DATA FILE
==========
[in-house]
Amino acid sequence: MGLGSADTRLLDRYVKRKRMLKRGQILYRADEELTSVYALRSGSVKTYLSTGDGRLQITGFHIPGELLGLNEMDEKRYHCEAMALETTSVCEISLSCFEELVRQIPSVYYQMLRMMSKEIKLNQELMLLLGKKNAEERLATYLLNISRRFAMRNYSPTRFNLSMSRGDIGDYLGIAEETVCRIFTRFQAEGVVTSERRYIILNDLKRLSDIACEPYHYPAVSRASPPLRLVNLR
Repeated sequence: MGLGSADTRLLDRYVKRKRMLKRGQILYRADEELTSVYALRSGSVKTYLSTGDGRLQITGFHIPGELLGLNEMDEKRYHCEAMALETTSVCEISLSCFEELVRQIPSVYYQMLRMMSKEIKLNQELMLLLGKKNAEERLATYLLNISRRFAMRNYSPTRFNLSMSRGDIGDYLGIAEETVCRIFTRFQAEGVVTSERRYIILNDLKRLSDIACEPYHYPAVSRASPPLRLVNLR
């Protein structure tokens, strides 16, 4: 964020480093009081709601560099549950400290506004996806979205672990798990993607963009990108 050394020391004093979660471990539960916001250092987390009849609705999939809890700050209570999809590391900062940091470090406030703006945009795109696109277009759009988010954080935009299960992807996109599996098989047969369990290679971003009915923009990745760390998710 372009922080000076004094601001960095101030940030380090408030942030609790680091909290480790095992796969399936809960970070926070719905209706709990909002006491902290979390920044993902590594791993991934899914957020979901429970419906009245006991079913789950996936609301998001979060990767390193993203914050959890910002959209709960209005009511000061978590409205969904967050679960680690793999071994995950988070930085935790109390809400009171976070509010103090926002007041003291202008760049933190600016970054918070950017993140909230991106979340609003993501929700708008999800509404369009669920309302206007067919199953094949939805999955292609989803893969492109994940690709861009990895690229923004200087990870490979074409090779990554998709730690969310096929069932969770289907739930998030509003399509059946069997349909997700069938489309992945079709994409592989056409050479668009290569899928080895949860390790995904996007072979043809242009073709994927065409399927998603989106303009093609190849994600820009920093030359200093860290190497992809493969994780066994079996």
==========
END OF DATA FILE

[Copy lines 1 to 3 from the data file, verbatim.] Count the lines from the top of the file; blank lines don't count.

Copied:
[in-house]
Amino acid sequence: MGLGSADTRLLDRYVKRKRMLKRGQILYRADEELTSVYALRSGSVKTYLSTGDGRLQITGFHIPGELLGLNEMDEKRYHCEAMALETTSVCEISLSCFEELVRQIPSVYYQMLRMMSKEIKLNQELMLLLGKKNAEERLATYLLNISRRFAMRNYSPTRFNLSMSRGDIGDYLGIAEETVCRIFTRFQAEGVVTSERRYIILNDLKRLSDIACEPYHYPAVSRASPPLRLVNLR
Repeated sequence: MGLGSADTRLLDRYVKRKRMLKRGQILYRADEELTSVYALRSGSVKTYLSTGDGRLQITGFHIPGELLGLNEMDEKRYHCEAMALETTSVCEISLSCFEELVRQIPSVYYQMLRMMSKEIKLNQELMLLLGKKNAEERLATYLLNISRRFAMRNYSPTRFNLSMSRGDIGDYLGIAEETVCRIFTRFQAEGVVTSERRYIILNDLKRLSDIACEPYHYPAVSRASPPLRLVNLR